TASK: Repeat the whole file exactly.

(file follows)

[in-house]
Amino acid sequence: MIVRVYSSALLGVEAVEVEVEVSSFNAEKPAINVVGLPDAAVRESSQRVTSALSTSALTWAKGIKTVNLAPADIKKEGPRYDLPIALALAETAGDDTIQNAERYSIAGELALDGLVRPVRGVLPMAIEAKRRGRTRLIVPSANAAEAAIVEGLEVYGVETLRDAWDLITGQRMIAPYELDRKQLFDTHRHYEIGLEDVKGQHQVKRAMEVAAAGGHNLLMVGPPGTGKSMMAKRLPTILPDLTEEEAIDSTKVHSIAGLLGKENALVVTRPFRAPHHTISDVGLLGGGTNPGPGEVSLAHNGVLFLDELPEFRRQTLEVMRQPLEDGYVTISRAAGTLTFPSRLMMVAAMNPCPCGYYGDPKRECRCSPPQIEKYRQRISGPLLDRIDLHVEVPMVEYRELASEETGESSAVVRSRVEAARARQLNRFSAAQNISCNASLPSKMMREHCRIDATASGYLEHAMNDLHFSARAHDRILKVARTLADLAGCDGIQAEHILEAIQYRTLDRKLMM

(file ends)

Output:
[in-house]
Amino acid sequence: MIVRVYSSALLGVEAVEVEVEVSSFNAEKPAINVVGLPDAAVRESSQRVTSALSTSALTWAKGIKTVNLAPADIKKEGPRYDLPIALALAETAGDDTIQNAERYSIAGELALDGLVRPVRGVLPMAIEAKRRGRTRLIVPSANAAEAAIVEGLEVYGVETLRDAWDLITGQRMIAPYELDRKQLFDTHRHYEIGLEDVKGQHQVKRAMEVAAAGGHNLLMVGPPGTGKSMMAKRLPTILPDLTEEEAIDSTKVHSIAGLLGKENALVVTRPFRAPHHTISDVGLLGGGTNPGPGEVSLAHNGVLFLDELPEFRRQTLEVMRQPLEDGYVTISRAAGTLTFPSRLMMVAAMNPCPCGYYGDPKRECRCSPPQIEKYRQRISGPLLDRIDLHVEVPMVEYRELASEETGESSAVVRSRVEAARARQLNRFSAAQNISCNASLPSKMMREHCRIDATASGYLEHAMNDLHFSARAHDRILKVARTLADLAGCDGIQAEHILEAIQYRTLDRKLMM